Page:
Bulimia is a secretive cycle of bingeing and purging followed by intense feelings of guilt or shame. The individual feels out of control and recognizes that the behavior is not normal. People struggling with bulimia often appear to be of average weight.
- Eating large quantities of food in short periods of time, often secretly, without regard to feelings of "hunger" or "fullness," and to the point of feeling "out of control" while eating.
- Following these "binges" with some form of purging or compensatory behavior to make up for the excessive calories taken in: self-induced vomiting, fasting, use of laxatives, diet pills, diuretics, and/or obsessive or compulsive exercise.
- Extreme concern with body weight and shape.
Warning Signs of Bulimia:
- Evidence of binge-eating, including disappearance of large amounts of food in short periods of time or the existence of wrappers and containers indicating the consumption of large amounts of food.
- Evidence of purging behaviors, including frequent trips to the bathroom after meals, signs and/or smells of vomiting, presence of wrappers or packages of laxatives or diuretics.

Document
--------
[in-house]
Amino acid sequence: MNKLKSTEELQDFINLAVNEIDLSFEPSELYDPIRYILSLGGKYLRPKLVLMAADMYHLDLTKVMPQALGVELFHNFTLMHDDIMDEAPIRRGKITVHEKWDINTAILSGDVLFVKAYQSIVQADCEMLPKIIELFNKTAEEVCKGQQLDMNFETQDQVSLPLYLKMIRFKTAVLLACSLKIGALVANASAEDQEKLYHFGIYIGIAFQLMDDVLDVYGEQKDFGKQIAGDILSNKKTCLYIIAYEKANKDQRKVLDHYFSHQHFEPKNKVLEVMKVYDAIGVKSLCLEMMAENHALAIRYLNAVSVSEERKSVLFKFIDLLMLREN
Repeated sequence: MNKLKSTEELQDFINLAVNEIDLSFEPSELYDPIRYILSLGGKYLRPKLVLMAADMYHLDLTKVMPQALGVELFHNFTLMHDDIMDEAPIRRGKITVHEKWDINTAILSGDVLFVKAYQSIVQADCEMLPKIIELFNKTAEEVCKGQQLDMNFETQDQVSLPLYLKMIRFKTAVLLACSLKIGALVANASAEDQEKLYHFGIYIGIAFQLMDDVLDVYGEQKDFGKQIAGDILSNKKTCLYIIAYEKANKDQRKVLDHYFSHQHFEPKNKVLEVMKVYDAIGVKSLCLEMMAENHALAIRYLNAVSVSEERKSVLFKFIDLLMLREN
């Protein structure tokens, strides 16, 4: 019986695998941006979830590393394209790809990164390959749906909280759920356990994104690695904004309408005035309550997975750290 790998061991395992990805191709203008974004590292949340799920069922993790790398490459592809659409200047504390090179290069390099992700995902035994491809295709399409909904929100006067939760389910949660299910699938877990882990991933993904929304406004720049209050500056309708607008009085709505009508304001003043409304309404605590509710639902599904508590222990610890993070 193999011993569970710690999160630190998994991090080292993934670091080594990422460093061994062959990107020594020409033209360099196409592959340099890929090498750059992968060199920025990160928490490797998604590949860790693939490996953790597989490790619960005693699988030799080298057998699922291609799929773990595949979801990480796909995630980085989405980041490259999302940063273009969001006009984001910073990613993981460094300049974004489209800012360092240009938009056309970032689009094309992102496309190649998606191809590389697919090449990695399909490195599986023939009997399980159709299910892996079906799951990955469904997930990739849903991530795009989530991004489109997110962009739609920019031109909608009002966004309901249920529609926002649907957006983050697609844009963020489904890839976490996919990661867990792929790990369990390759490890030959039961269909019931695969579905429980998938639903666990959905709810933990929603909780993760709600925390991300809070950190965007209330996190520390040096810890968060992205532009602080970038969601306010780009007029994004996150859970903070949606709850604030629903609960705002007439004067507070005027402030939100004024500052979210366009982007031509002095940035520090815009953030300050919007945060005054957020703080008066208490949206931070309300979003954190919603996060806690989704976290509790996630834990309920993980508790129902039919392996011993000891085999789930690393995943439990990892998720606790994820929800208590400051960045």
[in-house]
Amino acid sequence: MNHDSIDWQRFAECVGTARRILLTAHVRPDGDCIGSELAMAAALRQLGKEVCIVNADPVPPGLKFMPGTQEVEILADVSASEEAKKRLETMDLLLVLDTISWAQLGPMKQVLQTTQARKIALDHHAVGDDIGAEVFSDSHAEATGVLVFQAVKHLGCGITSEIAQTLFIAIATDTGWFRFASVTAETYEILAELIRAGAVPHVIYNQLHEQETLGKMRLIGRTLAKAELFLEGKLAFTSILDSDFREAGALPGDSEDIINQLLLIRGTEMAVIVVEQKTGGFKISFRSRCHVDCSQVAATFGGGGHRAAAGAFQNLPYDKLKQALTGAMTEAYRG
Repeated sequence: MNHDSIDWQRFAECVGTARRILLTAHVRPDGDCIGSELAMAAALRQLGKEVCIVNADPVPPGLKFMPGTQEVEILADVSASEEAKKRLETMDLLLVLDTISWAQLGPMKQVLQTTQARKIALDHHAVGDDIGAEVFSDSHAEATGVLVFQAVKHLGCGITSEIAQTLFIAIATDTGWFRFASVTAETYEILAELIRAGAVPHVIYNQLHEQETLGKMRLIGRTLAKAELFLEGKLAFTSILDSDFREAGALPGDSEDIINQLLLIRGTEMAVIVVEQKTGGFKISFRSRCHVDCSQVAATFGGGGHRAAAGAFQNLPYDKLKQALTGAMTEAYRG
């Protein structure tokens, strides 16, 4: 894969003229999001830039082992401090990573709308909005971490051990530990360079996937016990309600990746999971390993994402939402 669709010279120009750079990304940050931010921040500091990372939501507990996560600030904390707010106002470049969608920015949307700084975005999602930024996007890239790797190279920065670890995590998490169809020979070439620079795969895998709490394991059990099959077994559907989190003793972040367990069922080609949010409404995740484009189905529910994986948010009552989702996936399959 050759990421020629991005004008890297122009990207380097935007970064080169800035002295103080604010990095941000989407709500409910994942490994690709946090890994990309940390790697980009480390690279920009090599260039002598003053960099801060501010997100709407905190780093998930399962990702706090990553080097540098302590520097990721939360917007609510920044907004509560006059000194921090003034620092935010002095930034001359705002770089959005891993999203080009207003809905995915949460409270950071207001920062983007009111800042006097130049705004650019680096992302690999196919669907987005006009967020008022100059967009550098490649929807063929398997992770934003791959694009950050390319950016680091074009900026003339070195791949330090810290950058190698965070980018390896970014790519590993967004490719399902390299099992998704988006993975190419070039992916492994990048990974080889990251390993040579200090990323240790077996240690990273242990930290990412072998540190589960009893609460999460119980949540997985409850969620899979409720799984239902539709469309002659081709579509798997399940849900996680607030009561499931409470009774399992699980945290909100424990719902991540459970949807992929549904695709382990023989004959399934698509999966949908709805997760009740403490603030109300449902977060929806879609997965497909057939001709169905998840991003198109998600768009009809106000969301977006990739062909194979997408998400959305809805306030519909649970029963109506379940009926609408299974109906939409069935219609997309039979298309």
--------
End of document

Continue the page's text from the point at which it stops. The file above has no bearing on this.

- Excessive, rigid exercise regimen--despite weather, fatigue, illness, or injury, the need to "burn off" calories taken in.
- Unusual swelling of the cheeks or jaw area.
- Calluses on the back of the hands and knuckles from self-induced vomiting.
- Discoloration or staining of the teeth.
- Creation of complex lifestyle schedules or rituals to make time for binge-and-purge sessions.
- Withdrawal from usual friends and activities.
- In general, behaviors and attitudes indicating that weight loss, dieting, and control of food are becoming primary concerns.
Health Consequences of Bulimia:
- Electrolyte imbalances that can lead to irregular heartbeats and possibly heart failure and death. Electrolyte imbalance is caused by dehydration and loss of potassium and sodium from the body as a result of purging behaviors.
- Potential for gastric rupture during periods of bingeing. Inflammation and possible rupture of the esophagus from frequent vomiting.
- Tooth decay and staining from stomach acids released during frequent vomiting.
- Chronic irregular bowel movements and constipation as a result of laxative abuse.
- Peptic ulcers and pancreatitis.